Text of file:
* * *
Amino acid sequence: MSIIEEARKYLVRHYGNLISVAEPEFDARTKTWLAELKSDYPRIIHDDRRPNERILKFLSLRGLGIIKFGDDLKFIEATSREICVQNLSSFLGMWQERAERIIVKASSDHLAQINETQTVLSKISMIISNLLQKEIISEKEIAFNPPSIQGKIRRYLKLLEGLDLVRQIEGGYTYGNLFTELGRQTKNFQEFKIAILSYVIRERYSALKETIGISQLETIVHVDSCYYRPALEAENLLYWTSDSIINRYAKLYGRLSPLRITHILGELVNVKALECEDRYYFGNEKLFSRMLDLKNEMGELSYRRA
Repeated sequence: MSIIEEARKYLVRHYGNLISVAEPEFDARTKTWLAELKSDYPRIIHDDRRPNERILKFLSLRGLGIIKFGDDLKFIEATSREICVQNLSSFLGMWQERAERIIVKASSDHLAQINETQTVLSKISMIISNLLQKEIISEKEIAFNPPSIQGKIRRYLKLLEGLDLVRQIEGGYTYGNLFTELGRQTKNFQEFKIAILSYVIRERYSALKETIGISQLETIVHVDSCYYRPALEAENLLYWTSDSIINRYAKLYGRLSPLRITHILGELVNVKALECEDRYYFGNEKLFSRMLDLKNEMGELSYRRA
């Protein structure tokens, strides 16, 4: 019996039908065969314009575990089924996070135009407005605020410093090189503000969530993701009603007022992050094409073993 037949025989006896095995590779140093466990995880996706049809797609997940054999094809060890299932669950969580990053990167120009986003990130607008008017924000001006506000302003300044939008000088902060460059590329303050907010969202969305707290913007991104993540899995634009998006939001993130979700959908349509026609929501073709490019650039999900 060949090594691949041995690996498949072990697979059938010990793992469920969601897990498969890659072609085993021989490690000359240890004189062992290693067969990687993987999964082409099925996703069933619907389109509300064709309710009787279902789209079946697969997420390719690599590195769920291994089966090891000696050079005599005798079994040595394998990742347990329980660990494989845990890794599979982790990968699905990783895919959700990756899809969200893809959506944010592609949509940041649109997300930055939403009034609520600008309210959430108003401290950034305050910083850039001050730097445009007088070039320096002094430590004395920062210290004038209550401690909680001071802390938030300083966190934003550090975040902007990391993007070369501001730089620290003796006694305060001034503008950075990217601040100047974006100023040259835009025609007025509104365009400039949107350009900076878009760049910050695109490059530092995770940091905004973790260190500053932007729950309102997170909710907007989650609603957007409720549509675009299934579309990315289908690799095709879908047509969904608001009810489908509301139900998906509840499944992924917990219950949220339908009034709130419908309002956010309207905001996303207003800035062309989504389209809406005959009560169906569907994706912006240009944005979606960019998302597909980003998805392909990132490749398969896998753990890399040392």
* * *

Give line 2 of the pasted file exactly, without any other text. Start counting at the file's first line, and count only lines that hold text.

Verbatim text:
Repeated sequence: MSIIEEARKYLVRHYGNLISVAEPEFDARTKTWLAELKSDYPRIIHDDRRPNERILKFLSLRGLGIIKFGDDLKFIEATSREICVQNLSSFLGMWQERAERIIVKASSDHLAQINETQTVLSKISMIISNLLQKEIISEKEIAFNPPSIQGKIRRYLKLLEGLDLVRQIEGGYTYGNLFTELGRQTKNFQEFKIAILSYVIRERYSALKETIGISQLETIVHVDSCYYRPALEAENLLYWTSDSIINRYAKLYGRLSPLRITHILGELVNVKALECEDRYYFGNEKLFSRMLDLKNEMGELSYRRA